Want to see every ballot cast in the last election with your own two eyes? The Humboldt County Registrar makes that possible in her home near the Oregon border. Humboldt Registrar of Voters Carolyn Crnich responded to controversy and an outcry from residents by creating a system for anyone to request a scanned version of the vote through the Humboldt County Elections Transparency Project. In 2008, to the dismay of Humboldt County voters, 197 votes (or 0.3 percent of the total vote) disappeared due to a software malfunction. Apparently, it wasn’t the first time for this software to simply delete ballots and Crnich was rightly approached by constituents who had grave concerns regarding the voting system soon after the election results. The software is made by Diebold, a name which may conjure up memories of hanging chads in Florida in 2000 and other issues in 2004. Crnich and that same group of constituents did an audit after connecting the dots on Diebold’s spotty history and found the missing ballots. Locals thought the software was too closed off from the public and wanted a better auditing process. After pinpointing the problem, the Secretary of State’s office swiftly initiated an investigation and decertified the faulty software.
California: Voter registration deadline looms; official worries of confusion with new primary system | Times-Standard
With television advertisements and lawn signs around every turn, campaign season is in full gear, but time is running out to register to cast a vote in the June election. Prospective voters have until the close of business Monday to drop off their registration forms at the Humboldt County Elections Office or get them postmarked if they wish to participate in the June primary election. The June 5 ballot will feature a number of local races — including those for 1st, 2nd and 3rd District supervisor — and candidates vying to represent the area in the U.S. Senate, the U.S. House of Representatives and the California State Assembly. The election will also be a historic one. It’s the first time the state will roll out its new “Top Two” primary system, which will see voters choose from a single list of candidates — regardless of political affiliations — for state and national offices other than that of president. The new system will then see the top two vote getters move on to a runoff in the general election in November. The new system does not apply to local races, in which candidates can still win outright and avoid a runoff election by winning 50 percent plus one vote in June.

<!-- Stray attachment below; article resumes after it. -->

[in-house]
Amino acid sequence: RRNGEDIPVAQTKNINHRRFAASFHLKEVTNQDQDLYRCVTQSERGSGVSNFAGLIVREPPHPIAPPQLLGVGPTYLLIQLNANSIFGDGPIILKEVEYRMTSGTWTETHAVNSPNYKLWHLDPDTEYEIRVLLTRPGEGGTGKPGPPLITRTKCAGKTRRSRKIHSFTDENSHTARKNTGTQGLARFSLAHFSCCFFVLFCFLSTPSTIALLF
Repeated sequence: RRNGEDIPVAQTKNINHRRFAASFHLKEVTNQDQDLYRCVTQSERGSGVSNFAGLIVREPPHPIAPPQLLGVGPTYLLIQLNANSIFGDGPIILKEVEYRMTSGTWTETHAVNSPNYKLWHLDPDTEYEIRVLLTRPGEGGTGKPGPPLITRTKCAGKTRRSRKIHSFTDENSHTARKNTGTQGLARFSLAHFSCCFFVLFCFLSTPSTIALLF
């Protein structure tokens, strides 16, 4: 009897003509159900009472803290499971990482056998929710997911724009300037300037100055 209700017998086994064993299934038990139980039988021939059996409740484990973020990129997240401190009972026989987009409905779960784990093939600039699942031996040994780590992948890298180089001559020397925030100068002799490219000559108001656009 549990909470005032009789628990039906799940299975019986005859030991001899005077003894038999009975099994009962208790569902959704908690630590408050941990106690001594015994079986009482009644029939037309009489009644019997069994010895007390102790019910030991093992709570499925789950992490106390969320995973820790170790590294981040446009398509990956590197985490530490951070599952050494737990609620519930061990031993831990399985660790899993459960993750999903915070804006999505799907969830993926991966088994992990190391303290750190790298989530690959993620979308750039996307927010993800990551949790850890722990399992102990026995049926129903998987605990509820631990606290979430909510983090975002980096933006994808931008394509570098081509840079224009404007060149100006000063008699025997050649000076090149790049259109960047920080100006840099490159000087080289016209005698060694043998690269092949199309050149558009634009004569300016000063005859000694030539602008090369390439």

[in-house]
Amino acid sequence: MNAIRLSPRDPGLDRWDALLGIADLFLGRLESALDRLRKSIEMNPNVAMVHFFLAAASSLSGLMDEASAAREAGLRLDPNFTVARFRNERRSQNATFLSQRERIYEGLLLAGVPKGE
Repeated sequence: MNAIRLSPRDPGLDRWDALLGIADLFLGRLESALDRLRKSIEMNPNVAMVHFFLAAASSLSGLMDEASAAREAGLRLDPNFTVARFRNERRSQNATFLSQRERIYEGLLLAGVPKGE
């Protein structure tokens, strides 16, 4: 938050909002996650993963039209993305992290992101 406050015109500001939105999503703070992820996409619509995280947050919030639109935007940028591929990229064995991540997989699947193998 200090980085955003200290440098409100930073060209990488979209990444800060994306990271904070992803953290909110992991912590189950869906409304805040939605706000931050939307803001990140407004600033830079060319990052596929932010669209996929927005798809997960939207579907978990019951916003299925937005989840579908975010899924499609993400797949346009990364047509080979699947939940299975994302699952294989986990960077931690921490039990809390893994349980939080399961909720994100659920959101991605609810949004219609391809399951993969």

Carolyn Crnich likes to be second-guessed: The registrar of voters in Humboldt County, Calif., scans every ballot and makes the election results available, online or on disk, so that anyone, anywhere, can count them. Community activists do just that. The result: 100 percent audits of the supervisor’s results, a sharp contrast to Florida, which limits vote counts to a small number of ballots in a single race. “I don’t like saying to my constituents, ‘Hey, just trust me,’ ” Crnich said. “Now, I don’t have to. Count them yourself, and if you find anything out of the ordinary, I want to know.” In 2008, the Humboldt County Election Transparency Project did find something out of the ordinary: 197 ballots dropped by machines. That led to an examination of the elections software used in Humboldt, about 200 miles north of San Francisco. So many problems were found, the system was decertified for use in California. It continues counting ballots in two Florida counties without incident, although a state Division of Elections advisory urged counties to get an upgrade. But elections supervisors shouldn’t get too comfortable with any system, experts say.
California: Printing the elections: Mail processing’s role in the season Locals say consolidation affects campaigns, ballots | Times-Standard
If the U.S. Postal Service’s proposed mail processing center consolidation is implemented, local officials are concerned about possible repercussions on the upcoming election season. In addition to impacting the timeliness of mail-in votes, the consolidation may also raise the cost of printing and shipping ballots, according to local officials and Times Printing Co., the company that prints local election materials.
Postal Service spokesman James Wigdel said concerns surrounding the election, and others, are being discussed. ”That’s something that we would consider prior to a decision being made about the move,” he said.
At the Dec. 15 meeting regarding the consolidation of the Eureka mail processing center with one in Medford, Ore., Humboldt County Registrar of Voters Carolyn Crnich said the delay in processing could pose a problem for election mailings, especially mail-in ballots. Seventy-two percent of the voters in Humboldt County’s last election voted by mail. Crnich said the delay could mean ballots arriving late and not being counted.
California: Transparency Project nabs federal grant; money to be used to augment post-election audit project, allow for duplication elsewhere | Times-Standard Online
A local project that uncovered a fatal flaw in Humboldt County’s old elections system just got some national recognition that may ultimately lead to its becoming the standard rather than the exception. The federal Elections Assistance Commission (EAC) officially notified the Humboldt County Elections Office this week that it was receiving a $25,000 grant to…